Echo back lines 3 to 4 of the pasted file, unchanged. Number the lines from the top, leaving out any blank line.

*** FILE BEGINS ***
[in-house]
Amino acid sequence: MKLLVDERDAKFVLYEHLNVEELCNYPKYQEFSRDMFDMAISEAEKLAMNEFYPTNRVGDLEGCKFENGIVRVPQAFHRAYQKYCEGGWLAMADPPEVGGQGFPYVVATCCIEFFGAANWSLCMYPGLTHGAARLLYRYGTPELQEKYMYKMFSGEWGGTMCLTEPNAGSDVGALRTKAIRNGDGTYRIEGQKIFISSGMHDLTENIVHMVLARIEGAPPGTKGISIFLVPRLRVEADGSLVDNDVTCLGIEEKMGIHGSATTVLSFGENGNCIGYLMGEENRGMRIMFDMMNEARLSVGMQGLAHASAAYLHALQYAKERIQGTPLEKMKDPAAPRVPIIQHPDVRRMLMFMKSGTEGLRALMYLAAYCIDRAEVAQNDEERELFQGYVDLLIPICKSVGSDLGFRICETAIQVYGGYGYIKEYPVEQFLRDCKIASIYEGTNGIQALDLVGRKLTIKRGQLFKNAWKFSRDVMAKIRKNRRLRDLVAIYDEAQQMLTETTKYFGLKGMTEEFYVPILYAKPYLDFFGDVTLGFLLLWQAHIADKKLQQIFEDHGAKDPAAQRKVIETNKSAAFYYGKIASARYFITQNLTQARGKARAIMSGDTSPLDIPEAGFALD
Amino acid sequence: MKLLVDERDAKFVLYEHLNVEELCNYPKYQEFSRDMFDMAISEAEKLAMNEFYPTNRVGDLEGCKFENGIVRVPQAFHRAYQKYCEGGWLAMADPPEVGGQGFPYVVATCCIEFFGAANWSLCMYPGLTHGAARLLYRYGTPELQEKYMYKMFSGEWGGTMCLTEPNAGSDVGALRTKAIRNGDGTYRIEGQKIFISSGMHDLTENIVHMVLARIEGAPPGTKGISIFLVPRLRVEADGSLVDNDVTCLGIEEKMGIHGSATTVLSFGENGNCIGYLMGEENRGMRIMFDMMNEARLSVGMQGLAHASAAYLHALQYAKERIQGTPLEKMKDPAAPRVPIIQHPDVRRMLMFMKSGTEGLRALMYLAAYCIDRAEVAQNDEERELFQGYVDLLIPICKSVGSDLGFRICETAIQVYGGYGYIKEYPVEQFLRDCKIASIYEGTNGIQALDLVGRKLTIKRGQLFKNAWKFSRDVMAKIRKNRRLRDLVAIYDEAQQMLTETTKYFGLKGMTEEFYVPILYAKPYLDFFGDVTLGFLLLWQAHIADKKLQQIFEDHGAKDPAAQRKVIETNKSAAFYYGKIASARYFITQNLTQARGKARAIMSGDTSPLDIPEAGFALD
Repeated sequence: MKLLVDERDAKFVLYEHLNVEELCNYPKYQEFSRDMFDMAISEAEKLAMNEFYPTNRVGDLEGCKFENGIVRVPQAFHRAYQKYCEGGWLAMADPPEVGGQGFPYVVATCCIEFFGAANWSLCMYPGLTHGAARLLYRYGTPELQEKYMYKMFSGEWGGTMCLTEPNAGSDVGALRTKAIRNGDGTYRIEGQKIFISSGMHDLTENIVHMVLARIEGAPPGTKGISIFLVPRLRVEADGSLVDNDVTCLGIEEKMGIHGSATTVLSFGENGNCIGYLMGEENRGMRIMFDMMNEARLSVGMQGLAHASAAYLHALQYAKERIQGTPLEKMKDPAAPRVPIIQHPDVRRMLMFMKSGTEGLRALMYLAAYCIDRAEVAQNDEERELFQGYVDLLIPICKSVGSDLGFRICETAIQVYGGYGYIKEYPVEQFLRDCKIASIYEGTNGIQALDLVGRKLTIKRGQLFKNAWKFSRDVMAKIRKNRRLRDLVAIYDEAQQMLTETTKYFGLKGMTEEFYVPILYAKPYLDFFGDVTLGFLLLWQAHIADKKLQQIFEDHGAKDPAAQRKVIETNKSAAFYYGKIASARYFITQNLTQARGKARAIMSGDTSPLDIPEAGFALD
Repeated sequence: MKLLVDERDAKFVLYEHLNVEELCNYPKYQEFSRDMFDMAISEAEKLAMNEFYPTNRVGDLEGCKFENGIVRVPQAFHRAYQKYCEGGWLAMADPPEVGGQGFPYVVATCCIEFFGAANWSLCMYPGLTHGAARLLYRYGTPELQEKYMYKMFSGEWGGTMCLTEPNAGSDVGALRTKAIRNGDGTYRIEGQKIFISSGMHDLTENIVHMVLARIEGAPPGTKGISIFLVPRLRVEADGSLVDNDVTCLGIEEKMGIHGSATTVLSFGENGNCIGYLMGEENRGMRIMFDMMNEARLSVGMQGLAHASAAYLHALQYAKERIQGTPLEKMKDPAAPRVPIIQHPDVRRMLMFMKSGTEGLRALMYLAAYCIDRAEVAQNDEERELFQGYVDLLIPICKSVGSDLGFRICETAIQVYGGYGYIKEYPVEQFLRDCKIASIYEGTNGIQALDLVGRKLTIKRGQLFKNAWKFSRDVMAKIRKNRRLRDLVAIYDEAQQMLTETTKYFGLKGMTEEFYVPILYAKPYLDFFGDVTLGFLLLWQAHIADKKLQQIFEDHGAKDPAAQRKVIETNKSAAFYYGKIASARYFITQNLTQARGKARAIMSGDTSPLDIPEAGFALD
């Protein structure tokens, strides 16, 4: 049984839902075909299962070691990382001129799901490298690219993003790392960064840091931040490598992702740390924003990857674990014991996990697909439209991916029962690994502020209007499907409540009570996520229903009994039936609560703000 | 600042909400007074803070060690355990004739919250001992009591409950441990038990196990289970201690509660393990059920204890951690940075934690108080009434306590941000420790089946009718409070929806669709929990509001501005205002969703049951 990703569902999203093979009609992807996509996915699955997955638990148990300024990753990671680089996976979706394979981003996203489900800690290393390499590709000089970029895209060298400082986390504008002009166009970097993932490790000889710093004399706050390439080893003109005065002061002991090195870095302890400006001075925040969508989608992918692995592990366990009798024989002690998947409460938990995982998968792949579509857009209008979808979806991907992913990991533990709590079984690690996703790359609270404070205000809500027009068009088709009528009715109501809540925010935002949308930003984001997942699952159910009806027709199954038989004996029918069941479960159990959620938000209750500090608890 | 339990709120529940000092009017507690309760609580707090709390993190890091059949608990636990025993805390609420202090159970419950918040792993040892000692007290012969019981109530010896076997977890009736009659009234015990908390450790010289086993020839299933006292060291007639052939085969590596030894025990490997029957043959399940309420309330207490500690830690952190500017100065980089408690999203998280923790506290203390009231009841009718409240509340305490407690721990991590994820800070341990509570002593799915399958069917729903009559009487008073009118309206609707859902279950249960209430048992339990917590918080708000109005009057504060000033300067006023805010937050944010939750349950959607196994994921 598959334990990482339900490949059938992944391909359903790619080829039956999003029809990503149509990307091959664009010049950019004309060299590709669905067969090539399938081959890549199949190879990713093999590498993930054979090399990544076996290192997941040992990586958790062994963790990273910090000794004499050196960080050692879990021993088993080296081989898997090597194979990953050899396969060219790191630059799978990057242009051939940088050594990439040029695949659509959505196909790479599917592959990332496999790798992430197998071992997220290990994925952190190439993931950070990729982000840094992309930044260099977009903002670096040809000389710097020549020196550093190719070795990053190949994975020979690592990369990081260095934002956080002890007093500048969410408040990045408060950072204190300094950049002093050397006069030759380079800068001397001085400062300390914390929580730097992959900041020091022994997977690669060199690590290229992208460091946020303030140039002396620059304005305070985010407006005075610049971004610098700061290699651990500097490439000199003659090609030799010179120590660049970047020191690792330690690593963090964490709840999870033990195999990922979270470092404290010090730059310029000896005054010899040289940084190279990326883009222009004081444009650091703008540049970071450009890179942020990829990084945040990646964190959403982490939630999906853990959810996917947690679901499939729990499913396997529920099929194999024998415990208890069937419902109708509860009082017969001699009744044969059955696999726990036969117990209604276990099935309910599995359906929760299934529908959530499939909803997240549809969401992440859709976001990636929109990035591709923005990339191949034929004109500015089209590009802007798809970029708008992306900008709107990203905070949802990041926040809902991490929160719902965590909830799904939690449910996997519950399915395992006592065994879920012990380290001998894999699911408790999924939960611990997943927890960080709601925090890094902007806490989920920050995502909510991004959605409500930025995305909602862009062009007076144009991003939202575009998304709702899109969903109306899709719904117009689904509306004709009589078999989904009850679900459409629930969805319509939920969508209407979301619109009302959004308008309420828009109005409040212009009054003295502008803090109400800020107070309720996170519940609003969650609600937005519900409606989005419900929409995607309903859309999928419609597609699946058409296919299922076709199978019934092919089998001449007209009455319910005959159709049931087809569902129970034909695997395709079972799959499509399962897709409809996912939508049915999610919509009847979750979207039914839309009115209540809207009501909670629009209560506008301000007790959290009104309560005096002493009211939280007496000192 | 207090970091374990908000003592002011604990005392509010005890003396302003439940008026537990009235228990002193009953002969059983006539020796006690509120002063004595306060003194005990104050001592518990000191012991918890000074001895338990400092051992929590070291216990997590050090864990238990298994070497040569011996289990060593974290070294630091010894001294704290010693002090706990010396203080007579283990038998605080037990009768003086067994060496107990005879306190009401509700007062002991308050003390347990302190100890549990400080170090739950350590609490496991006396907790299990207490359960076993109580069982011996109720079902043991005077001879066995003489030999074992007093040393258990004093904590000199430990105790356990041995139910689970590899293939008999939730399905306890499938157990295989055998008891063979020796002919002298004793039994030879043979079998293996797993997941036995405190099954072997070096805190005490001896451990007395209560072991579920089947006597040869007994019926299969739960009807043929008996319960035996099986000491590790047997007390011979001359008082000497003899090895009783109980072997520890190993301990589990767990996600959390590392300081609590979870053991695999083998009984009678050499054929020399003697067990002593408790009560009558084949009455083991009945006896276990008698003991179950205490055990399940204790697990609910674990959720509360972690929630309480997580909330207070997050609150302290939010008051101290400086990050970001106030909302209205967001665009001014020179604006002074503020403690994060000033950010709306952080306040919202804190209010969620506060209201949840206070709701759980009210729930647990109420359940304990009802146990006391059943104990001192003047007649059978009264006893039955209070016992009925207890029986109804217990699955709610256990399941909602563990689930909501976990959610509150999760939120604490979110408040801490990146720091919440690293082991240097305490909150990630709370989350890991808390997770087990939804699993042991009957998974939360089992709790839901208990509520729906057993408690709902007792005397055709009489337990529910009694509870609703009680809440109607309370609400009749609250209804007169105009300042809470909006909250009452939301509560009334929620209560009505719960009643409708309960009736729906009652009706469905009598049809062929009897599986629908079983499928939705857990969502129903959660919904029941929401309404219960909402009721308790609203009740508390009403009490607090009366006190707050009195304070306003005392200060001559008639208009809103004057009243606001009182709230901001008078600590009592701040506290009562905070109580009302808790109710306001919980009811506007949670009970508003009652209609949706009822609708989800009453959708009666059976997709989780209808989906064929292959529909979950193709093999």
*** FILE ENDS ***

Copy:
Amino acid sequence: MKLLVDERDAKFVLYEHLNVEELCNYPKYQEFSRDMFDMAISEAEKLAMNEFYPTNRVGDLEGCKFENGIVRVPQAFHRAYQKYCEGGWLAMADPPEVGGQGFPYVVATCCIEFFGAANWSLCMYPGLTHGAARLLYRYGTPELQEKYMYKMFSGEWGGTMCLTEPNAGSDVGALRTKAIRNGDGTYRIEGQKIFISSGMHDLTENIVHMVLARIEGAPPGTKGISIFLVPRLRVEADGSLVDNDVTCLGIEEKMGIHGSATTVLSFGENGNCIGYLMGEENRGMRIMFDMMNEARLSVGMQGLAHASAAYLHALQYAKERIQGTPLEKMKDPAAPRVPIIQHPDVRRMLMFMKSGTEGLRALMYLAAYCIDRAEVAQNDEERELFQGYVDLLIPICKSVGSDLGFRICETAIQVYGGYGYIKEYPVEQFLRDCKIASIYEGTNGIQALDLVGRKLTIKRGQLFKNAWKFSRDVMAKIRKNRRLRDLVAIYDEAQQMLTETTKYFGLKGMTEEFYVPILYAKPYLDFFGDVTLGFLLLWQAHIADKKLQQIFEDHGAKDPAAQRKVIETNKSAAFYYGKIASARYFITQNLTQARGKARAIMSGDTSPLDIPEAGFALD
Repeated sequence: MKLLVDERDAKFVLYEHLNVEELCNYPKYQEFSRDMFDMAISEAEKLAMNEFYPTNRVGDLEGCKFENGIVRVPQAFHRAYQKYCEGGWLAMADPPEVGGQGFPYVVATCCIEFFGAANWSLCMYPGLTHGAARLLYRYGTPELQEKYMYKMFSGEWGGTMCLTEPNAGSDVGALRTKAIRNGDGTYRIEGQKIFISSGMHDLTENIVHMVLARIEGAPPGTKGISIFLVPRLRVEADGSLVDNDVTCLGIEEKMGIHGSATTVLSFGENGNCIGYLMGEENRGMRIMFDMMNEARLSVGMQGLAHASAAYLHALQYAKERIQGTPLEKMKDPAAPRVPIIQHPDVRRMLMFMKSGTEGLRALMYLAAYCIDRAEVAQNDEERELFQGYVDLLIPICKSVGSDLGFRICETAIQVYGGYGYIKEYPVEQFLRDCKIASIYEGTNGIQALDLVGRKLTIKRGQLFKNAWKFSRDVMAKIRKNRRLRDLVAIYDEAQQMLTETTKYFGLKGMTEEFYVPILYAKPYLDFFGDVTLGFLLLWQAHIADKKLQQIFEDHGAKDPAAQRKVIETNKSAAFYYGKIASARYFITQNLTQARGKARAIMSGDTSPLDIPEAGFALD